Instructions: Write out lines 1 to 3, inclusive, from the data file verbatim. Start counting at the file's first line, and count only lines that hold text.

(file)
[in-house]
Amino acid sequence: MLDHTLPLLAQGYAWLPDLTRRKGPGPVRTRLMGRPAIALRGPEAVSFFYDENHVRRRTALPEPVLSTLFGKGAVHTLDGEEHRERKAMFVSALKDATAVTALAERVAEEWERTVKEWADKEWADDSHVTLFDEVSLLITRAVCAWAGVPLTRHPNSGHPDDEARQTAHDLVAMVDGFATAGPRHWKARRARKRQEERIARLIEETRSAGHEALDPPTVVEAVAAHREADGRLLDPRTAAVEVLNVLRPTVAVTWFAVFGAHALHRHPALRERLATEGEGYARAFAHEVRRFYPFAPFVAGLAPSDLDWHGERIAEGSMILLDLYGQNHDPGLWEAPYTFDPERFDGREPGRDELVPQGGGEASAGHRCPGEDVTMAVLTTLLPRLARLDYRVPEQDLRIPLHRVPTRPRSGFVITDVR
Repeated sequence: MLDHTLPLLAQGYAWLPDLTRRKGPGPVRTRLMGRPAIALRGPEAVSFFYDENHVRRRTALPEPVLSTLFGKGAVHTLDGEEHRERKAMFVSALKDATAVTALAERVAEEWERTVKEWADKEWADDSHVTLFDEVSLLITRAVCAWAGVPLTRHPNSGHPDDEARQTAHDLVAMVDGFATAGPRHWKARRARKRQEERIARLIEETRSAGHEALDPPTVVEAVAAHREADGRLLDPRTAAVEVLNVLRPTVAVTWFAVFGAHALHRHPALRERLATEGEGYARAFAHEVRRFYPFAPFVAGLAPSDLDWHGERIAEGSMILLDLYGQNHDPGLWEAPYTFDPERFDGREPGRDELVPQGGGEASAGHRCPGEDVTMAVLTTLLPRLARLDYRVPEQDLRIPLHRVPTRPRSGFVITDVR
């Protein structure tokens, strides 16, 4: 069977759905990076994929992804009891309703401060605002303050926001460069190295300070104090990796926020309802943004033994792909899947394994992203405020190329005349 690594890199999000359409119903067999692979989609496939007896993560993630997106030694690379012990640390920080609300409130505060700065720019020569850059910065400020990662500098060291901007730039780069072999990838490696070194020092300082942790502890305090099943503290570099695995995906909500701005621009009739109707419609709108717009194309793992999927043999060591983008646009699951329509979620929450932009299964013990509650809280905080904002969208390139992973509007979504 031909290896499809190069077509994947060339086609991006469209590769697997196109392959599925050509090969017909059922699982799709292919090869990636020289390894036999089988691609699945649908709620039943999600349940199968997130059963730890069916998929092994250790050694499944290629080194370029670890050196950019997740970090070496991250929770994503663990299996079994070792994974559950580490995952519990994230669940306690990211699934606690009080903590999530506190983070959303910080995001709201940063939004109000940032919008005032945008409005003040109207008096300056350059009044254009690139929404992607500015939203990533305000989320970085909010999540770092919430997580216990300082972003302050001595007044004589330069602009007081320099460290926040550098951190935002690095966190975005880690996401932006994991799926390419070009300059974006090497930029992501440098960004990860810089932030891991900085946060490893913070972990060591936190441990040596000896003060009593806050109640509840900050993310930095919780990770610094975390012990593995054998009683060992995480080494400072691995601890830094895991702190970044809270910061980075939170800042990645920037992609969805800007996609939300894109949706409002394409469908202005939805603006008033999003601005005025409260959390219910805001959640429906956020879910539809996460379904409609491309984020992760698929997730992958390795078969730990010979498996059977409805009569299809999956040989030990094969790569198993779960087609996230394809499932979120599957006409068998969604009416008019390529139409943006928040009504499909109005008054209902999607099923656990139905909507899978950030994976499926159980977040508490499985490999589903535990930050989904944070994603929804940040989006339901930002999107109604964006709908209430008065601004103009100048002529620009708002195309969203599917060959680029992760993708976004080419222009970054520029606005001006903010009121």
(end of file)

[in-house]
Amino acid sequence: MLDHTLPLLAQGYAWLPDLTRRKGPGPVRTRLMGRPAIALRGPEAVSFFYDENHVRRRTALPEPVLSTLFGKGAVHTLDGEEHRERKAMFVSALKDATAVTALAERVAEEWERTVKEWADKEWADDSHVTLFDEVSLLITRAVCAWAGVPLTRHPNSGHPDDEARQTAHDLVAMVDGFATAGPRHWKARRARKRQEERIARLIEETRSAGHEALDPPTVVEAVAAHREADGRLLDPRTAAVEVLNVLRPTVAVTWFAVFGAHALHRHPALRERLATEGEGYARAFAHEVRRFYPFAPFVAGLAPSDLDWHGERIAEGSMILLDLYGQNHDPGLWEAPYTFDPERFDGREPGRDELVPQGGGEASAGHRCPGEDVTMAVLTTLLPRLARLDYRVPEQDLRIPLHRVPTRPRSGFVITDVR
Repeated sequence: MLDHTLPLLAQGYAWLPDLTRRKGPGPVRTRLMGRPAIALRGPEAVSFFYDENHVRRRTALPEPVLSTLFGKGAVHTLDGEEHRERKAMFVSALKDATAVTALAERVAEEWERTVKEWADKEWADDSHVTLFDEVSLLITRAVCAWAGVPLTRHPNSGHPDDEARQTAHDLVAMVDGFATAGPRHWKARRARKRQEERIARLIEETRSAGHEALDPPTVVEAVAAHREADGRLLDPRTAAVEVLNVLRPTVAVTWFAVFGAHALHRHPALRERLATEGEGYARAFAHEVRRFYPFAPFVAGLAPSDLDWHGERIAEGSMILLDLYGQNHDPGLWEAPYTFDPERFDGREPGRDELVPQGGGEASAGHRCPGEDVTMAVLTTLLPRLARLDYRVPEQDLRIPLHRVPTRPRSGFVITDVR